- "The Capital Highway" would be a simple power grab. Ireland stopped being the place with the most Irish one potato famine ago. America now has the most people of Irish descent, by a large margin. In America, Massachusetts is known as the most Irish state.  In Massachusetts, the South Shore is recognized as the most Irish part of the most Irish state. Why shouldn't the South Shore thus have Capital status? Ireland can put the Capitol wherever they wish, but we can make a great claim to the Capital status. We should make a reality of that claim by naming Route 3A in such a mindset.

- "The Leprebahn" is a mishmash spelling of the little Irish pixie and the Autobahn in Germany where you can drive 200 mph if your car (and skills) will support it. We could paint the stripes between the lanes Gold, like the pot o' gold that the leprechaun guards. To save money, we can just declare that we painted them gold, leave them as the present yellow that they are, and hope that it either A) fools the tourists or B) amuses the locals. Stacey, an editor here, is arguing strenuously for a spelling of "Leprechahn."

- "The Edge" is not only a cool name for a road, but it is U2 related. U2 is an Irish rock band that the kids are listening to these days, or 1986 or whatever. That in itself doesn't merit a road, but could the actual real Edge guy be persuaded to record a quick ditty in exchange for having a highway named after him? I float this possibility only because Route 3A doesn't have her own song, like Route 128 does with that Roadrunner song by the Modern Lovers... although someone once told me that Roadrunner somehow references Cohasset (Editor's Note: Christine Frka, a former Frank Zappa groupie, lived and died at the Cohasset house of Modern Lovers founder Johnathan Richman,,, h/t to Nathaniel Palmer) . The Edge could hand us that title with ten minutes work.

- "Beating A Dead Horse Street" comes to mind when it's time to end this article.

Tuesday, March 14, 2017

Blizzard Inland, Winter Storm For SE Mass, Coastal Flooding, Power Outages


Western Plymouth MA-Eastern Plymouth MA-Southern Bristol MA-
Southern Plymouth MA-Western Kent RI-Eastern Kent RI-Bristol RI-
Washington RI-Newport RI-
Including the cities of Brockton, Plymouth, Fall River,
New Bedford, Mattapoisett, Coventry, West Greenwich,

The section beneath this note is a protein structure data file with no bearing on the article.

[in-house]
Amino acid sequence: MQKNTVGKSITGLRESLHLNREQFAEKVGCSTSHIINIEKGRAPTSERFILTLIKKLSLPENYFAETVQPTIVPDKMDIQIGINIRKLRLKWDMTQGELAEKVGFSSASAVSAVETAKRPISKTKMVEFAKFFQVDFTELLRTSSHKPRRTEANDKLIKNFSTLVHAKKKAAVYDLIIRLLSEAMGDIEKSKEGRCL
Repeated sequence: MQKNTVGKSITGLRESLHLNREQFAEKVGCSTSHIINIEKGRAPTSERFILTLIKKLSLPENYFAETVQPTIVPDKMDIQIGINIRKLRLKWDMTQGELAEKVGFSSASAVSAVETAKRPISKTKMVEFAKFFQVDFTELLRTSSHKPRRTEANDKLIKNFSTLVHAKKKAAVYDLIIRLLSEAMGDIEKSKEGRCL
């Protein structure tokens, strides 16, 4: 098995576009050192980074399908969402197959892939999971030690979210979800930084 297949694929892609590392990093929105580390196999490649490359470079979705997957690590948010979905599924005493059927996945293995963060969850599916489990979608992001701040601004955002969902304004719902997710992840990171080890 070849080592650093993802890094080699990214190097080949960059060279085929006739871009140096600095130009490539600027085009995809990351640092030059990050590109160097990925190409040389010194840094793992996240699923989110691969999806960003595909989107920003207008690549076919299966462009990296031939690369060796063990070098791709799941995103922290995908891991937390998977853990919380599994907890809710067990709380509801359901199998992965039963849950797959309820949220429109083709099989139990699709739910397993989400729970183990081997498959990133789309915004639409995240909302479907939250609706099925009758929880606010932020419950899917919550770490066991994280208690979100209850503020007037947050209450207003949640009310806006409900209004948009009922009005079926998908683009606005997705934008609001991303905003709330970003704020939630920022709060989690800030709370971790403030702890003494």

East Greenwich, Warwick, West Warwick, Bristol, Narragansett,
Westerly, and Newport
719 AM EDT Tue Mar 14 2017

* LOCATIONS...Southeast coastal Massachusetts and Coastal Rhode

* HAZARD TYPES...Heavy wet snow and strong winds.

* ACCUMULATIONS...Snow accumulation of 4 to 8 inches.

* TIMING...Snow develops through 7 am and becomes heavy by mid
morning. Snowfall rates of 2 to 4 inch per hour snowfall rates
possible through early afternoon before precipitation changes
to sleet and then rain.

* IMPACTS...The heavy wet snow and strong winds may result in
tree damage and scattered power outages along with poor
visibility. Roads may become impassable at times from the
heavy wet snow combined with the strong winds.

* WINDS...Northeast 20 to 30 mph with gusts up to 65 mph.

* VISIBILITIES...One quarter mile or less at times.


A Winter Storm Warning means significant amounts of snow are
expected. This will make travel very hazardous or impossible.













----------- ---------- --------- ------- ----------
7.8- 8.3 14/03 AM -0.2/ 0.3 1 NONE
12.6-13.1 14/02 PM 2.8/ 3.4 7-16 MODERATE
11.4-11.9 15/02 AM 1.8/ 2.2 7-11 MINOR
9.2- 9.7 15/02 PM -0.2/ 0.2 5 NONE
9.3- 9.8 16/02 AM -0.2/ 0.3 5 NONE
8.8- 9.3 16/03 PM -0.2/ 0.2 2 NONE


----------- ---------- --------- ------- ----------
1.4- 1.9 14/03 AM 0.0/ 0.5 1 NONE
5.4- 5.9 14/02 PM 3.7/ 4.2 3-6 MODERATE
1.9- 2.3 15/02 AM 0.1/ 0.6 3 NONE
1.4- 1.9 15/03 PM -0.2/ 0.2 2-3 NONE
1.2- 1.7 16/03 AM -0.6/-0.1 3 NONE
0.7- 1.1 16/04 PM -0.8/-0.2 2 NONE


----------- ---------- --------- ------- ----------
2.7- 3.2 14/03 AM -0.2/ 0.3 1 NONE
5.4- 5.9 14/03 PM 2.3/ 2.8 5-7 MINOR-MDT
5.1- 5.6 15/03 AM 2.0/ 2.5 5 MINOR
2.7- 3.2 15/03 PM -0.2/ 0.2 4 NONE
2.7- 3.2 16/04 AM -0.3/ 0.2 5 NONE
2.2- 2.7 16/04 PM -0.6/-0.1 3 NONE


----------- ---------- --------- ------- ----------
12.8-13.3 14/01 PM 2.8/ 3.4 4-9 MINOR-MDT
12.7-13.2 15/02 AM 2.7/ 3.2 4-5 MINOR
9.4- 9.9 15/02 PM -0.2/ 0.2 2-3 NONE
9.7-10.2 16/02 AM 0.1/ 0.6 3 NONE